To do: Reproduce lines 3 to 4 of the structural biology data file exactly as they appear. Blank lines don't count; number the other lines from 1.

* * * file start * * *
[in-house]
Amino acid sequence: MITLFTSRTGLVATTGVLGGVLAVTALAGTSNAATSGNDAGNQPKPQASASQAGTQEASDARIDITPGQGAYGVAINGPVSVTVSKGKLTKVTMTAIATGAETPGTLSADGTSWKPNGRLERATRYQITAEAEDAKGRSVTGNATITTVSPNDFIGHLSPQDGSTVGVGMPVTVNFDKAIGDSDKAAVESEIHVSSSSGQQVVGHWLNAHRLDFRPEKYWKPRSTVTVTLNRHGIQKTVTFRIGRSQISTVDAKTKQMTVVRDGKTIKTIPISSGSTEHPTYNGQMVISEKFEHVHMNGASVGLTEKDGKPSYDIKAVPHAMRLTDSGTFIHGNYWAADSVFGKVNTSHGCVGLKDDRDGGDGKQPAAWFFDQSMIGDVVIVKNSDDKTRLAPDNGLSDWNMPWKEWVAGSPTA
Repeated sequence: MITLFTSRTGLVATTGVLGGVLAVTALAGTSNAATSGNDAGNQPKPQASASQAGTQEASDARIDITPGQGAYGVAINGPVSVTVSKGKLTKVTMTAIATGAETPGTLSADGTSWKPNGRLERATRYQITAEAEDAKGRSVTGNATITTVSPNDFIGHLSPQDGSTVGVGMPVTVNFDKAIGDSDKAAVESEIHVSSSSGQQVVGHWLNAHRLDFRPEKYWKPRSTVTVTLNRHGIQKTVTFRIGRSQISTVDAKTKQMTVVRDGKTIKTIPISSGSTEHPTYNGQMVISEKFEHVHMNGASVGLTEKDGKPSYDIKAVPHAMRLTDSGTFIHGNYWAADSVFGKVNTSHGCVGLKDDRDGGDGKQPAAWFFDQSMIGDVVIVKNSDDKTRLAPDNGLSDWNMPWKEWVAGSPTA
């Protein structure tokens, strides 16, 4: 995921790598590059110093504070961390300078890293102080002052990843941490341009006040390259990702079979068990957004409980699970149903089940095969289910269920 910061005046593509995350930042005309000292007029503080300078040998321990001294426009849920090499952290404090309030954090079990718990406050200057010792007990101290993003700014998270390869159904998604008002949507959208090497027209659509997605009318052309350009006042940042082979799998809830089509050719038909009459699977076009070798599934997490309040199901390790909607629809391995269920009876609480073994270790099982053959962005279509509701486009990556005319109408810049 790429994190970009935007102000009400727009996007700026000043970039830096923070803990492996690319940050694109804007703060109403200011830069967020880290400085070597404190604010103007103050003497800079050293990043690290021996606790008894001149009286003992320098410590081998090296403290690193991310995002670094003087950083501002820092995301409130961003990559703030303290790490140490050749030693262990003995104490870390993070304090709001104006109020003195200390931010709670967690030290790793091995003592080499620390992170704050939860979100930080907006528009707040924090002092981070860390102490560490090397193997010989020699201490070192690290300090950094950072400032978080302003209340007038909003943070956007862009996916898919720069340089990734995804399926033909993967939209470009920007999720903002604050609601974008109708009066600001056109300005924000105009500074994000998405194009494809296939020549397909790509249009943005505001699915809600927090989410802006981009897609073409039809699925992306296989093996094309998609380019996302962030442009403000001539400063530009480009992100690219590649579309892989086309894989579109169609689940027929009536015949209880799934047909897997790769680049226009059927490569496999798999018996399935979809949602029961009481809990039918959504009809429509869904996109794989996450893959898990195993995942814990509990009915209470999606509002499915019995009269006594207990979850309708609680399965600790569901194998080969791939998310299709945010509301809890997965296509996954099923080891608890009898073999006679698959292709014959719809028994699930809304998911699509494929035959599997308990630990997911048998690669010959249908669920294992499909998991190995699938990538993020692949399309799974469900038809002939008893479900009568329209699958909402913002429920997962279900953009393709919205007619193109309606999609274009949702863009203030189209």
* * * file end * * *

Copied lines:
Repeated sequence: MITLFTSRTGLVATTGVLGGVLAVTALAGTSNAATSGNDAGNQPKPQASASQAGTQEASDARIDITPGQGAYGVAINGPVSVTVSKGKLTKVTMTAIATGAETPGTLSADGTSWKPNGRLERATRYQITAEAEDAKGRSVTGNATITTVSPNDFIGHLSPQDGSTVGVGMPVTVNFDKAIGDSDKAAVESEIHVSSSSGQQVVGHWLNAHRLDFRPEKYWKPRSTVTVTLNRHGIQKTVTFRIGRSQISTVDAKTKQMTVVRDGKTIKTIPISSGSTEHPTYNGQMVISEKFEHVHMNGASVGLTEKDGKPSYDIKAVPHAMRLTDSGTFIHGNYWAADSVFGKVNTSHGCVGLKDDRDGGDGKQPAAWFFDQSMIGDVVIVKNSDDKTRLAPDNGLSDWNMPWKEWVAGSPTA
């Protein structure tokens, strides 16, 4: 995921790598590059110093504070961390300078890293102080002052990843941490341009006040390259990702079979068990957004409980699970149903089940095969289910269920 910061005046593509995350930042005309000292007029503080300078040998321990001294426009849920090499952290404090309030954090079990718990406050200057010792007990101290993003700014998270390869159904998604008002949507959208090497027209659509997605009318052309350009006042940042082979799998809830089509050719038909009459699977076009070798599934997490309040199901390790909607629809391995269920009876609480073994270790099982053959962005279509509701486009990556005319109408810049 790429994190970009935007102000009400727009996007700026000043970039830096923070803990492996690319940050694109804007703060109403200011830069967020880290400085070597404190604010103007103050003497800079050293990043690290021996606790008894001149009286003992320098410590081998090296403290690193991310995002670094003087950083501002820092995301409130961003990559703030303290790490140490050749030693262990003995104490870390993070304090709001104006109020003195200390931010709670967690030290790793091995003592080499620390992170704050939860979100930080907006528009707040924090002092981070860390102490560490090397193997010989020699201490070192690290300090950094950072400032978080302003209340007038909003943070956007862009996916898919720069340089990734995804399926033909993967939209470009920007999720903002604050609601974008109708009066600001056109300005924000105009500074994000998405194009494809296939020549397909790509249009943005505001699915809600927090989410802006981009897609073409039809699925992306296989093996094309998609380019996302962030442009403000001539400063530009480009992100690219590649579309892989086309894989579109169609689940027929009536015949209880799934047909897997790769680049226009059927490569496999798999018996399935979809949602029961009481809990039918959504009809429509869904996109794989996450893959898990195993995942814990509990009915209470999606509002499915019995009269006594207990979850309708609680399965600790569901194998080969791939998310299709945010509301809890997965296509996954099923080891608890009898073999006679698959292709014959719809028994699930809304998911699509494929035959599997308990630990997911048998690669010959249908669920294992499909998991190995699938990538993020692949399309799974469900038809002939008893479900009568329209699958909402913002429920997962279900953009393709919205007619193109309606999609274009949702863009203030189209």